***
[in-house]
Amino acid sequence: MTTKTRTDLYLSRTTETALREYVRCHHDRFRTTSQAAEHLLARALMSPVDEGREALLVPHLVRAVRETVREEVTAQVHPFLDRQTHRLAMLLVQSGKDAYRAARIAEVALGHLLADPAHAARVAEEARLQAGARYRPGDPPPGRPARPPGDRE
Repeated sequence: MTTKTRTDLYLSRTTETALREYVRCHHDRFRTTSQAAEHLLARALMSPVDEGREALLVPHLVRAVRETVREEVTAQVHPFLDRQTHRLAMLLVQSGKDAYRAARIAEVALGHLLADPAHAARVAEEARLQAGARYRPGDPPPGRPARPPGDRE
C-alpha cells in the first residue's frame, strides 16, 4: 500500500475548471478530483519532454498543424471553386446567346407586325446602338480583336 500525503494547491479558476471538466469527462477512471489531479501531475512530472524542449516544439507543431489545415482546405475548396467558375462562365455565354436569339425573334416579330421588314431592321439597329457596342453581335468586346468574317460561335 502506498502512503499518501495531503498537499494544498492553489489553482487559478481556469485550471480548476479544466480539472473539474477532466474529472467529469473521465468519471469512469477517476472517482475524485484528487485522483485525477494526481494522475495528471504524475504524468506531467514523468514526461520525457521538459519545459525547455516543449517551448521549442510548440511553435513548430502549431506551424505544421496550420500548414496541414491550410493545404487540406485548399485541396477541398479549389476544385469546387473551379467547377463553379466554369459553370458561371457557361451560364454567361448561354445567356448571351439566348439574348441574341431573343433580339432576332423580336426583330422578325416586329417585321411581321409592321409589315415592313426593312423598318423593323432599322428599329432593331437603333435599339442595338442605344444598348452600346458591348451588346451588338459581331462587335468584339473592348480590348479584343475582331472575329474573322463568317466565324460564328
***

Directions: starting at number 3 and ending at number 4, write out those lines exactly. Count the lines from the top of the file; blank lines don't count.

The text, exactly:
Repeated sequence: MTTKTRTDLYLSRTTETALREYVRCHHDRFRTTSQAAEHLLARALMSPVDEGREALLVPHLVRAVRETVREEVTAQVHPFLDRQTHRLAMLLVQSGKDAYRAARIAEVALGHLLADPAHAARVAEEARLQAGARYRPGDPPPGRPARPPGDRE
C-alpha cells in the first residue's frame, strides 16, 4: 500500500475548471478530483519532454498543424471553386446567346407586325446602338480583336 500525503494547491479558476471538466469527462477512471489531479501531475512530472524542449516544439507543431489545415482546405475548396467558375462562365455565354436569339425573334416579330421588314431592321439597329457596342453581335468586346468574317460561335 502506498502512503499518501495531503498537499494544498492553489489553482487559478481556469485550471480548476479544466480539472473539474477532466474529472467529469473521465468519471469512469477517476472517482475524485484528487485522483485525477494526481494522475495528471504524475504524468506531467514523468514526461520525457521538459519545459525547455516543449517551448521549442510548440511553435513548430502549431506551424505544421496550420500548414496541414491550410493545404487540406485548399485541396477541398479549389476544385469546387473551379467547377463553379466554369459553370458561371457557361451560364454567361448561354445567356448571351439566348439574348441574341431573343433580339432576332423580336426583330422578325416586329417585321411581321409592321409589315415592313426593312423598318423593323432599322428599329432593331437603333435599339442595338442605344444598348452600346458591348451588346451588338459581331462587335468584339473592348480590348479584343475582331472575329474573322463568317466565324460564328